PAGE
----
The famous "Flat Iron Building" in New York has been sold at auction for 190 million dollars (about 175 million euros). After about an hour of bidding on the steps in front of a Manhattan courthouse, the auctioneer's gavel fell on Wednesday for the sum of $190 million. The starting bid was $40 million. The winner posed as Jacob Garlick, a mutual fund employee.
After the gavel fell, Garlick got on his knees and cried. Clapping and cheers could be heard in the audience. Shortly before that, fellow bidder Nathan Silverstein, who last owned 25 percent of the building, had initially asked for a short break and then given up. A total of eleven bidders had actively registered for the auction, but by far the most bids came from Garlick and Silverstein.
"We are honored to be the stewards of this historic building and preserving its integrity will be our lifetime mission," Garlick said. Silverstein expressed disappointment to family members and colleagues.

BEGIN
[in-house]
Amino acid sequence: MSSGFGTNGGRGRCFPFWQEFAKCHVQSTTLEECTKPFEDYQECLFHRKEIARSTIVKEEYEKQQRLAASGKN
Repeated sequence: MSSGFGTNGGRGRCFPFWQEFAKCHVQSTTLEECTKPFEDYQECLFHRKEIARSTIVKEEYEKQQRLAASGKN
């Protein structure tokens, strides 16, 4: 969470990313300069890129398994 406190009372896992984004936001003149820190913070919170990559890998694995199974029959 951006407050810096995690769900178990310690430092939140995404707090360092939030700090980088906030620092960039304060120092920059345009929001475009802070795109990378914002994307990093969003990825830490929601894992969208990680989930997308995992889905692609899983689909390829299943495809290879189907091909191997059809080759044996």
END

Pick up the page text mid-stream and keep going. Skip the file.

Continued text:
The triangular Flatiron Building is one of New York's most popular attractions. The approximately 90 meter high building, which can also be seen in numerous films and television series, was opened in 1902 - at the intersection of Broadway, 23rd Street and Fifth Avenue in the middle of Manhattan. Up until a few years ago, Macmillan Publishers rented all 21 floors of the building, and it has been empty since they moved out.
The auction was ordered by a judge after a dispute broke out between the five previous owners about the future of the building. The real estate companies GFP Real Estate, Newmark, ABS Real Estate Partners and Sorgente Group together owned 75 percent of the building, with real estate developer Nathan Silverstein owning the remaining 25.
The auction made a lot of headlines. "If you've ever wanted to own a piece of New York history," CNBC said, "now is your chance."